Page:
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I think all the people in this thread that are calling themselves Cinematographers are in the wrong forum... We're in the Wedding / Event Videography Techniques forum!! :-P
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Old January 24th, 2011, 09:43 PM   #36
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Originally Posted by Cody Dulock View Post
For those of you calling yourselves cinematographers just to allude that you are "high end", please stop... unless you really are one.
Amen.

John (Cinematic High End Digital Wedding Video Production Videographer)
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Old January 25th, 2011, 11:44 AM   #37
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All markets are different, but...

I've attended (as an exhibitor) 7 Bridal Shows over the last 3 years, with over 300 brides per. So 2,000 or more brides in the last 3 years, and I can tell you from my experience that IN MY MARKET, the term 'videography' and 'wedding video' has a negative stigma where they relate to weddings. This is largely because of the lack of awareness on the part of brides, as to the evolution of digital cinematography, and the higher level of aspirations on our part.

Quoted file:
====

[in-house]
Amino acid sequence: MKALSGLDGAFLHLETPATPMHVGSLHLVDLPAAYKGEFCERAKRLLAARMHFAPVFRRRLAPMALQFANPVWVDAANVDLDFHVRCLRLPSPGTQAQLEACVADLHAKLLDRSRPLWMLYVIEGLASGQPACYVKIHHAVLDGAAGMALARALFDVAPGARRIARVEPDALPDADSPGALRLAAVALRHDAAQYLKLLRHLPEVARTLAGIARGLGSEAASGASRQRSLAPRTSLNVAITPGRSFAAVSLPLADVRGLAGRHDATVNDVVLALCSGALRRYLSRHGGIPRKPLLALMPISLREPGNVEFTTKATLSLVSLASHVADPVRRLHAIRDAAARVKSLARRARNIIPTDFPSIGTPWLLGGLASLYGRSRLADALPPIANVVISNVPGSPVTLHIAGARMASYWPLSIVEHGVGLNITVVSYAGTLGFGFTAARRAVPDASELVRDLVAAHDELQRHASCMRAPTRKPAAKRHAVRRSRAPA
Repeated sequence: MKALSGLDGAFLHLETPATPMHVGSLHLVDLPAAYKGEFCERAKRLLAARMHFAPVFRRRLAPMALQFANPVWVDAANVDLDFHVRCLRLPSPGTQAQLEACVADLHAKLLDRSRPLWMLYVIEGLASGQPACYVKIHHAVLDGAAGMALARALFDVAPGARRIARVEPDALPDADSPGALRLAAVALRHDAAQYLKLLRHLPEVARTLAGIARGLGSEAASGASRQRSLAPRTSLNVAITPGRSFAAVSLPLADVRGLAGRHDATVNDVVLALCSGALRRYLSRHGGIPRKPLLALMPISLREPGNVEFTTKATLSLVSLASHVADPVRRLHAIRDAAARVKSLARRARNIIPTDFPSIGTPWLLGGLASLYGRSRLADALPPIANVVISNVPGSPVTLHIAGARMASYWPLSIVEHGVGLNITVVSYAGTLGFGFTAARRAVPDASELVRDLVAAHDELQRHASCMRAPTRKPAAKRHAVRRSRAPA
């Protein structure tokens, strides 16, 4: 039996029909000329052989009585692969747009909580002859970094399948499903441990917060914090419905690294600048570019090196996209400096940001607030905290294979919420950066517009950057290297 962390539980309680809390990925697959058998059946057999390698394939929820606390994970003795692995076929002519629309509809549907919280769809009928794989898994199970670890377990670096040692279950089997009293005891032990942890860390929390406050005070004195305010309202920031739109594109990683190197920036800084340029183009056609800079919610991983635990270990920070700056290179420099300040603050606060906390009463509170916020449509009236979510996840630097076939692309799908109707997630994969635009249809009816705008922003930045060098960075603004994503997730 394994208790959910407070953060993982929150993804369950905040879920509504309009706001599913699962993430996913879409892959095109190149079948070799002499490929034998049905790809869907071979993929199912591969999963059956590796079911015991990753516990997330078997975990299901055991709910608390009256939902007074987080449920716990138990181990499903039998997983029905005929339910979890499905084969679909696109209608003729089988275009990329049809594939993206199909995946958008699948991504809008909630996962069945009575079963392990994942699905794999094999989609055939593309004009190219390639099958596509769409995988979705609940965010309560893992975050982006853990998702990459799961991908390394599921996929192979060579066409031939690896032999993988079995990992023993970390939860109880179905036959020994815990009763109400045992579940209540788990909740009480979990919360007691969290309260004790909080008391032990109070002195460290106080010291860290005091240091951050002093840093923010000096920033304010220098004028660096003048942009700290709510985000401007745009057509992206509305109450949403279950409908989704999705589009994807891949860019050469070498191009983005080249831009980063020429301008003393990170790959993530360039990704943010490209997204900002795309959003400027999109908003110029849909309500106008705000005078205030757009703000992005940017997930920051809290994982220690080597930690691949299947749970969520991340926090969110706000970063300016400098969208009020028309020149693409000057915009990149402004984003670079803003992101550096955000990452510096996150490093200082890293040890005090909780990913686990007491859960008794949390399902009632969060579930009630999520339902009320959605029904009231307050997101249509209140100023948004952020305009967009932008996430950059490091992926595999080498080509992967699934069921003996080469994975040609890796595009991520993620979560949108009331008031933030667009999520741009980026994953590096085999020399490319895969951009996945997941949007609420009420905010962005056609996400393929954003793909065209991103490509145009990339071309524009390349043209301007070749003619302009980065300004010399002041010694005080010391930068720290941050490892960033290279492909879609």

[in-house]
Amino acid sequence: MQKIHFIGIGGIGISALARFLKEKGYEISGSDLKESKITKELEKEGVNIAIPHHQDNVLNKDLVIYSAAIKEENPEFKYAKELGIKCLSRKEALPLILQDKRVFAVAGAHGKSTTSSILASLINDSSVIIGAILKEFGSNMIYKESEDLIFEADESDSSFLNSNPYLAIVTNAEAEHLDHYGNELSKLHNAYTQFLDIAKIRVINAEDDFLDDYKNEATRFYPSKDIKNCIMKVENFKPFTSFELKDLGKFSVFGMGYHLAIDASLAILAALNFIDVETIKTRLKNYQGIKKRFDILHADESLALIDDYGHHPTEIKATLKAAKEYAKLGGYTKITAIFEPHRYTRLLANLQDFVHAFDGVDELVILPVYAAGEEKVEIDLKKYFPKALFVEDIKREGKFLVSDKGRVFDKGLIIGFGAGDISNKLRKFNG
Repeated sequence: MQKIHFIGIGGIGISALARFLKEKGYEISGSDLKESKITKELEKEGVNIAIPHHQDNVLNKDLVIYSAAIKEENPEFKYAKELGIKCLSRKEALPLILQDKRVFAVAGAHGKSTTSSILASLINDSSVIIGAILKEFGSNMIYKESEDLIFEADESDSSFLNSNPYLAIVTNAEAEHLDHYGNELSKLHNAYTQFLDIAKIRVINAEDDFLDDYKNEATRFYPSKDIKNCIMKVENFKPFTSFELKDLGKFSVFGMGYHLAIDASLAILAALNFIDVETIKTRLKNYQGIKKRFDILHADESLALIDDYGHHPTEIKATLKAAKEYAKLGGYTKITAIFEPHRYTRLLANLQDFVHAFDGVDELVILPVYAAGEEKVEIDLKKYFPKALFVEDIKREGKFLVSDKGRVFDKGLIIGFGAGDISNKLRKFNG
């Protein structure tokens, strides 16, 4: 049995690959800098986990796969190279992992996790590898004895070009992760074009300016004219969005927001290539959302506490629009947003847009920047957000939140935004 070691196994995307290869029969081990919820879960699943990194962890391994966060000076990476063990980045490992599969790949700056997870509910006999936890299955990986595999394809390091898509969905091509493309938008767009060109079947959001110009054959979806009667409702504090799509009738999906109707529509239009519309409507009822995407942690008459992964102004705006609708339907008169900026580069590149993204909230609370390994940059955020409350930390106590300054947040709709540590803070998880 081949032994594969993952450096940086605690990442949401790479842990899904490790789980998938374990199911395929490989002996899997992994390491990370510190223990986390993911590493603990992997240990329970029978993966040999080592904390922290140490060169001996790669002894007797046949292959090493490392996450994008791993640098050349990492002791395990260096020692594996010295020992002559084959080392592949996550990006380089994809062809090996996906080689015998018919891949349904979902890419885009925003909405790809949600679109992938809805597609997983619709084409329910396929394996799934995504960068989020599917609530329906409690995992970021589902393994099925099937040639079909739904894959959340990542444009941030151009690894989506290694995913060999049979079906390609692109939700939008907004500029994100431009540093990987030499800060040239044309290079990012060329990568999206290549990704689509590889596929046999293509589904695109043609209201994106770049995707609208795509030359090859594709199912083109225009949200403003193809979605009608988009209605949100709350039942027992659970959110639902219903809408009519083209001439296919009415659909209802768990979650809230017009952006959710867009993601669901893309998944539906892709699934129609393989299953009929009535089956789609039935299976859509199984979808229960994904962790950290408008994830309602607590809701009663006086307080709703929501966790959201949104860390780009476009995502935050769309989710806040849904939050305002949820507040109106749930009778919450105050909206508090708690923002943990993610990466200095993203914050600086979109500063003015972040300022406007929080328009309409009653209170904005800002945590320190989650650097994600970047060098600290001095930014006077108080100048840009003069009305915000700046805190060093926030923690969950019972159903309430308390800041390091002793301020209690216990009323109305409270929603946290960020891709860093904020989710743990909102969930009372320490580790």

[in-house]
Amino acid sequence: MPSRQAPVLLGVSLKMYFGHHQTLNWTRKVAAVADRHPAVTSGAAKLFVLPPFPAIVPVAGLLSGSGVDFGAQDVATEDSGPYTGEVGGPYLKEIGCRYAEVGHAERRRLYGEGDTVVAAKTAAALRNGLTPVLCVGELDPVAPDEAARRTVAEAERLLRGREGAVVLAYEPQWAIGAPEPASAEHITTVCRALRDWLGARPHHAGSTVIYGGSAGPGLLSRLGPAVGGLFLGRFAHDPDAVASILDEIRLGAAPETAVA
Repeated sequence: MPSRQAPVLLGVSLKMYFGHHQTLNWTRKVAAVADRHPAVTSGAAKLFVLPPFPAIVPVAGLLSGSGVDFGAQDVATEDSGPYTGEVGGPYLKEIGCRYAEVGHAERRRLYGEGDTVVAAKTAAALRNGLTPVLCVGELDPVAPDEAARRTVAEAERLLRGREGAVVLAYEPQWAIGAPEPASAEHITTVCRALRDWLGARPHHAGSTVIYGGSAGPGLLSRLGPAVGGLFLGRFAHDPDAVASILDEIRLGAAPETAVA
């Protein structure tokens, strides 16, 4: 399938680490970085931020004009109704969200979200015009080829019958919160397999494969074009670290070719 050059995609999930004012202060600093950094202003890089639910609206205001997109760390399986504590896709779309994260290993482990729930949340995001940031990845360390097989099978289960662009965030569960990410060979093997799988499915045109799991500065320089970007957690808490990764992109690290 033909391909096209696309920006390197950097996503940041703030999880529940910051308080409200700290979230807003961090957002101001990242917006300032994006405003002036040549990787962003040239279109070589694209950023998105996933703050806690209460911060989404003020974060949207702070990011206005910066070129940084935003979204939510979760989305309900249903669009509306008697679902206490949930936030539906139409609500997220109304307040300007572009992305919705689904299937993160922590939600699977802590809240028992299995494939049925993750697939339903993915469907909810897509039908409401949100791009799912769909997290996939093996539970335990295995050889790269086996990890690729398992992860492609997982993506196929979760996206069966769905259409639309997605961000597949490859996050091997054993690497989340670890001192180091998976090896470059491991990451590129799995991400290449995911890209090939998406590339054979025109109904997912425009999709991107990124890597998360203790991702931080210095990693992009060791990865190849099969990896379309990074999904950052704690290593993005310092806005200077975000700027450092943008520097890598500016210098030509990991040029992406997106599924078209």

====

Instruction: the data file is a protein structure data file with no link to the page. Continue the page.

You can't compare the work of 20 years ago (or even 10 years ago), with the work of today. This is mostly because on non-linear vs. linear editing. Yet we use the same terms to define it now as we did 20 years ago. Ever wonder why Ford let the brand name 'Pinto' die?

Fortunately, this is changing. In the meantime I avoid both terms, Except when I SEO, because despite the negative stigma, the relatively few brides that seek our services on their own, are going to search the term 'wedding video' not 'wedding cinematography'.

Again, this is based on MY experience, in MY market. Your mileage may vary.